This business model could save the Midwest's weekly newspapers
Relying less on ads and subscriptions and more on memberships and tiered benefits may allow rural weeklies to keep reporting local news.
These days, most people consume the news online — and that has been a disaster for newspapers that run on a business model little changed since colonial times.
That lack of change has come with devastating results. During the pandemic, more than 100 local newsrooms shut down, according to The Poynter Institute. In fact, since 2004, about 1,800 newspapers have shuttered, including 1,700 weeklies.
Hope for these mostly rural publications — often serving populations of a just few thousand — may lie in a new project led by the University of Kansas. Based on surveys in Great Plains states that asked publishers which revenue streams they preferred and readers what content they wanted to read, researchers came up with a model for non-traditional means of generating income.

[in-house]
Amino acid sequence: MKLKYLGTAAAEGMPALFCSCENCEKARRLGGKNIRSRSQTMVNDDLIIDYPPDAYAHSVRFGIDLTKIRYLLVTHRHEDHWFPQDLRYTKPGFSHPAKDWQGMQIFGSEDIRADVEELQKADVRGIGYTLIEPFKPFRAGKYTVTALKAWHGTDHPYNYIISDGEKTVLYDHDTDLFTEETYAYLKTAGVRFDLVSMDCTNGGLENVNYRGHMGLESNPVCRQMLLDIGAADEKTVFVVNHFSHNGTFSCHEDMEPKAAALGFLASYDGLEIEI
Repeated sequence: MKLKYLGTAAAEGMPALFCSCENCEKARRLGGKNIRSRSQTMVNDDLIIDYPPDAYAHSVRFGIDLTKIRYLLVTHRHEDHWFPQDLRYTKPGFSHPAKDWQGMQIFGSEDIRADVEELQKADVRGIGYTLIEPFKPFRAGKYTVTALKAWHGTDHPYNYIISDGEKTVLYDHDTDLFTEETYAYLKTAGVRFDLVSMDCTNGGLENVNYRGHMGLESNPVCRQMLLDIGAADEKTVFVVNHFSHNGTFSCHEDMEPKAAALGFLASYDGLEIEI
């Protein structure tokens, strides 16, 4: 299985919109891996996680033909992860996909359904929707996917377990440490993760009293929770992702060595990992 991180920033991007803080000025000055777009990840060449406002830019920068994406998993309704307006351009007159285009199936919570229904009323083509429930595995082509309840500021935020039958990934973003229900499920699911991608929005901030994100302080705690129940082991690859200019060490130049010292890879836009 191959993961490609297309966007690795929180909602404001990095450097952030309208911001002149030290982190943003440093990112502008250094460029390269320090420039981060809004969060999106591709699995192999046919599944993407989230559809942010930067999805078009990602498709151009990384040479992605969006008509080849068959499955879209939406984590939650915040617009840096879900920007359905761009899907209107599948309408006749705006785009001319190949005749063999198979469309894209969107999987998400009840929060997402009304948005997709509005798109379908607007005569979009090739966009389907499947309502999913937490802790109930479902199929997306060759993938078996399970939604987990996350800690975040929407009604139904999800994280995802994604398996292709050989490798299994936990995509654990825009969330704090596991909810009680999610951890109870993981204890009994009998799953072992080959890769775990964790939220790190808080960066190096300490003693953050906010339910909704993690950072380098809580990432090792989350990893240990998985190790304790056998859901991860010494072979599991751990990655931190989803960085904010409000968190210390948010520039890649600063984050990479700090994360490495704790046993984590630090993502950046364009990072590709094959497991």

Teri Finneman, associate professor of journalism at the University of Kansas, says the pandemic drove home the importance of these small, local publications.
"This was a time when it was absolutely critical to have a local newspaper. There was no other way to get this critically important information you needed about the pandemic," Finneman says.
One publisher ready to give the new model a try is Joey Young, owner and publisher of Kansas Publishing Ventures. He bought his first paper 10 years ago at age 27. Even then, he was not happy with the subscription and advertising income model.
"I don't think that's typical of my industry right now," Young admits, but as a business looking for new revenue sources "having streams from multiple rivers is better than one."